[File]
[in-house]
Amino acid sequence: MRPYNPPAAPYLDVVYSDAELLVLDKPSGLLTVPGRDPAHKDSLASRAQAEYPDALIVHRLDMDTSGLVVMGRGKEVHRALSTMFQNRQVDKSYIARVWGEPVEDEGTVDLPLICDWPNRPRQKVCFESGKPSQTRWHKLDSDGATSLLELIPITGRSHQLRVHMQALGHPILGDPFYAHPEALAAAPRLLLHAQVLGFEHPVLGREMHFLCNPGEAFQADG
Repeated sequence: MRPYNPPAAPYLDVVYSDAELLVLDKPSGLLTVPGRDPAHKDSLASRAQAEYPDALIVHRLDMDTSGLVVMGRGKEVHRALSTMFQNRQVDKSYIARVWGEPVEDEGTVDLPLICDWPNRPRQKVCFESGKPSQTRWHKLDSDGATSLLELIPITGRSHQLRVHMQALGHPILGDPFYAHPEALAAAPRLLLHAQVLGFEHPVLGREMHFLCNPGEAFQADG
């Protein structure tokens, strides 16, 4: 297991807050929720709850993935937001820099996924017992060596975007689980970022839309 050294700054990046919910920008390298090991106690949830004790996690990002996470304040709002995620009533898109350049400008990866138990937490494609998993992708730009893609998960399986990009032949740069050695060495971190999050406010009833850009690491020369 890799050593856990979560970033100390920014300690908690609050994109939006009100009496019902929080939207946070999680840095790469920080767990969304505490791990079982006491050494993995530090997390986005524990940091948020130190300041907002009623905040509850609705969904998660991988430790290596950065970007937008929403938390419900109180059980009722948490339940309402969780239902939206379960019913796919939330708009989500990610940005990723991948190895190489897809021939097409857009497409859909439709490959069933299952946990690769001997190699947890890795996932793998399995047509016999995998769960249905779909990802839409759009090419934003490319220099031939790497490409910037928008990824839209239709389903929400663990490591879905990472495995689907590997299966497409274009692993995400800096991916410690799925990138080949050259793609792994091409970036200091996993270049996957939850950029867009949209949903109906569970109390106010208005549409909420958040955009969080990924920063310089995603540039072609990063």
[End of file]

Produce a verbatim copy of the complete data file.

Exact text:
[in-house]
Amino acid sequence: MRPYNPPAAPYLDVVYSDAELLVLDKPSGLLTVPGRDPAHKDSLASRAQAEYPDALIVHRLDMDTSGLVVMGRGKEVHRALSTMFQNRQVDKSYIARVWGEPVEDEGTVDLPLICDWPNRPRQKVCFESGKPSQTRWHKLDSDGATSLLELIPITGRSHQLRVHMQALGHPILGDPFYAHPEALAAAPRLLLHAQVLGFEHPVLGREMHFLCNPGEAFQADG
Repeated sequence: MRPYNPPAAPYLDVVYSDAELLVLDKPSGLLTVPGRDPAHKDSLASRAQAEYPDALIVHRLDMDTSGLVVMGRGKEVHRALSTMFQNRQVDKSYIARVWGEPVEDEGTVDLPLICDWPNRPRQKVCFESGKPSQTRWHKLDSDGATSLLELIPITGRSHQLRVHMQALGHPILGDPFYAHPEALAAAPRLLLHAQVLGFEHPVLGREMHFLCNPGEAFQADG
């Protein structure tokens, strides 16, 4: 297991807050929720709850993935937001820099996924017992060596975007689980970022839309 050294700054990046919910920008390298090991106690949830004790996690990002996470304040709002995620009533898109350049400008990866138990937490494609998993992708730009893609998960399986990009032949740069050695060495971190999050406010009833850009690491020369 890799050593856990979560970033100390920014300690908690609050994109939006009100009496019902929080939207946070999680840095790469920080767990969304505490791990079982006491050494993995530090997390986005524990940091948020130190300041907002009623905040509850609705969904998660991988430790290596950065970007937008929403938390419900109180059980009722948490339940309402969780239902939206379960019913796919939330708009989500990610940005990723991948190895190489897809021939097409857009497409859909439709490959069933299952946990690769001997190699947890890795996932793998399995047509016999995998769960249905779909990802839409759009090419934003490319220099031939790497490409910037928008990824839209239709389903929400663990490591879905990472495995689907590997299966497409274009692993995400800096991916410690799925990138080949050259793609792994091409970036200091996993270049996957939850950029867009949209949903109906569970109390106010208005549409909420958040955009969080990924920063310089995603540039072609990063």